It reported nearly 70,000 deaths, trailing behind the United States with 6.2 million cases and more than 188,000 deaths and Brazil, which reported nearly 4.1 million cases and over 125,000 deaths, according to John Hopkins University data.
The south Asian country initially saw the majority of its coronavirus cases in the metropolitan areas, but the virus has spread to rural villages where case counts are now surging — weighing heavily on an already overwhelmed health care system.
With one of the largest global populations, the 1.4 billion-person country is seeing a massive number of confirmed cases, months into the pandemic.
India enforced strict lockdown measures in March, which lasted for two months, allowing health care workers to plan on how to manage the crowded nation’s impending coronavirus surge.
The western Maharashtra state was hit the hardest, along with four other southern states of Tamil Nadu, Andhra Pradesh, Telangana and Karnataka – but nearly every state in the country has reported cases, and surges are now happening elsewhere.
India added 86,432 new cases in the last 24-hours, contributing to the reported 4,023,179 case load.
The Health Ministry has reported more than 1 million tests conducted a day, but health experts fear that due to a reliance on antigens or viral protein screening, testing results may be inaccurate.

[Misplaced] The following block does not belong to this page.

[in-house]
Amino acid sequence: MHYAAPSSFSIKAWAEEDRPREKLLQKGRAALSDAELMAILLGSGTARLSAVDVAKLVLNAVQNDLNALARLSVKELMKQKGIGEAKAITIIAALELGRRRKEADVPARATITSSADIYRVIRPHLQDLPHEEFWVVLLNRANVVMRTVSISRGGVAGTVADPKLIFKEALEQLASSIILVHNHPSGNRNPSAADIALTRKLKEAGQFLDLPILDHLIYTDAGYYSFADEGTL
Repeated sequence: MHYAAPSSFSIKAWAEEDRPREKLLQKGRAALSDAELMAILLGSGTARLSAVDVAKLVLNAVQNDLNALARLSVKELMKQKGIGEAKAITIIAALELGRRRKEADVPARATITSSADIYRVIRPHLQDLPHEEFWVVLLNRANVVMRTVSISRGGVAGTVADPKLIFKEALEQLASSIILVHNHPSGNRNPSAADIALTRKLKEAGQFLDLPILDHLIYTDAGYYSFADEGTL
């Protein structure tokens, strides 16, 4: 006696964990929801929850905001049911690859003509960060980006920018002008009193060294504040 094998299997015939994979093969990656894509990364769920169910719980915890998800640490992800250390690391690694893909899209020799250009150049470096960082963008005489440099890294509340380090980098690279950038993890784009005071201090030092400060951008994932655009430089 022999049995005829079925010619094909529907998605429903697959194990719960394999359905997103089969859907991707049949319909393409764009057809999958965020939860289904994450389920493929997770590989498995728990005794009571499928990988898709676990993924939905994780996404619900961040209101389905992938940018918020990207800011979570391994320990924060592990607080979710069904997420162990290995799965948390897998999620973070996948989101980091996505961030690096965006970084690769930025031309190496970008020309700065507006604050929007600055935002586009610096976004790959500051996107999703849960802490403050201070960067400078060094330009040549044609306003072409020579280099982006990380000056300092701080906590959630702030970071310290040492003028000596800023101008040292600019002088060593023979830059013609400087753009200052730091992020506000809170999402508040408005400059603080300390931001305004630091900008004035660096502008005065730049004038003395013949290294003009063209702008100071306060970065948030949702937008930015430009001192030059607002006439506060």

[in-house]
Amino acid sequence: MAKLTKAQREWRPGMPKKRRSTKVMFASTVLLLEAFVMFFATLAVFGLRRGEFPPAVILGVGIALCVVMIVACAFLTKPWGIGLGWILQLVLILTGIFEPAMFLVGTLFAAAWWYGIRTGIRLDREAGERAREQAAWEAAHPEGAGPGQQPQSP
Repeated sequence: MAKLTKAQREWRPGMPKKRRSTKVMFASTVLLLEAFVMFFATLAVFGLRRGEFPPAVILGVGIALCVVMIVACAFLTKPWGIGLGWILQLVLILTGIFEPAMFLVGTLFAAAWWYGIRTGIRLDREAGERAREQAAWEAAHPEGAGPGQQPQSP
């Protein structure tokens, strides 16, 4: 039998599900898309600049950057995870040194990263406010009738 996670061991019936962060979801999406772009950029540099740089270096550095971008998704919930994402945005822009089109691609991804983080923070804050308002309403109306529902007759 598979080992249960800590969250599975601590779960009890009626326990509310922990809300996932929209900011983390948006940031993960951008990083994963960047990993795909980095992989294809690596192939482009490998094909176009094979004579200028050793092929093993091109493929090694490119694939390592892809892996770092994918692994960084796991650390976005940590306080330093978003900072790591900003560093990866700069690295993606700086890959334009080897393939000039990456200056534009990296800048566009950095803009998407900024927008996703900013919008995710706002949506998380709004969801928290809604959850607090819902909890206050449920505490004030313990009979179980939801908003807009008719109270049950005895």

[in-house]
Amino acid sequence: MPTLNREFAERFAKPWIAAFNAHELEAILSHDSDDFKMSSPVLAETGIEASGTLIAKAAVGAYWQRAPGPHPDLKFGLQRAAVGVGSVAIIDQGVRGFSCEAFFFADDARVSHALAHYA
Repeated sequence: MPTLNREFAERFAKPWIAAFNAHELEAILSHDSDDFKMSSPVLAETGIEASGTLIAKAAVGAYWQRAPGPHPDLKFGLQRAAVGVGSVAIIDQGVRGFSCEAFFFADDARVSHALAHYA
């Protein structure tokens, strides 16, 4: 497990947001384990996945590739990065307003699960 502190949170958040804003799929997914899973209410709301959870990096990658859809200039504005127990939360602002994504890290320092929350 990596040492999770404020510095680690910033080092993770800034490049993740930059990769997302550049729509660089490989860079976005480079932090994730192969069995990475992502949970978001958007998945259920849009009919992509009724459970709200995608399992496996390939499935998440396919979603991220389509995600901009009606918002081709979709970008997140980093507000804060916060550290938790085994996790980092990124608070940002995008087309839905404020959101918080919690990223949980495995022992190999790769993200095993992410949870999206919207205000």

Antigen testing is a more affordable process that allows for faster results, but it is also reportedly less accurate – meaning false negatives could be allowing people to continue to spread the virus.
Uttar Pradesh is reportedly India’s most populous state and is seeing case surges that are overwhelming hospital capacities.
A nurse in the state capital Lucknow, allegedly tested positive for coronavirus and was turned away from her duties, but still had to wait more than 24 hours in a seating area before she got a bed.
“The government can shower flower petals on the hospitals in the name of corona warriors, but can’t the administration provide a bed when the same warrior needs one?” her husband said to the Associated Press Saturday.
Cases of inadequate care are popping up across the country and doctors are now reporting “behavioral fatigue,” which is adding to the spread of the virus.
“There is a behavioral fatigue now setting in,” said Dr. S.P. Kalantri, the director of a hospital in the village of Sevagram, located is the hardest hit state of Maharashtra.
“The worst is yet to come,” Kalantri said, addressing the surge now rising in rural areas. “There is no light at the end of the tunnel.”
The Associated Press contributed to this report.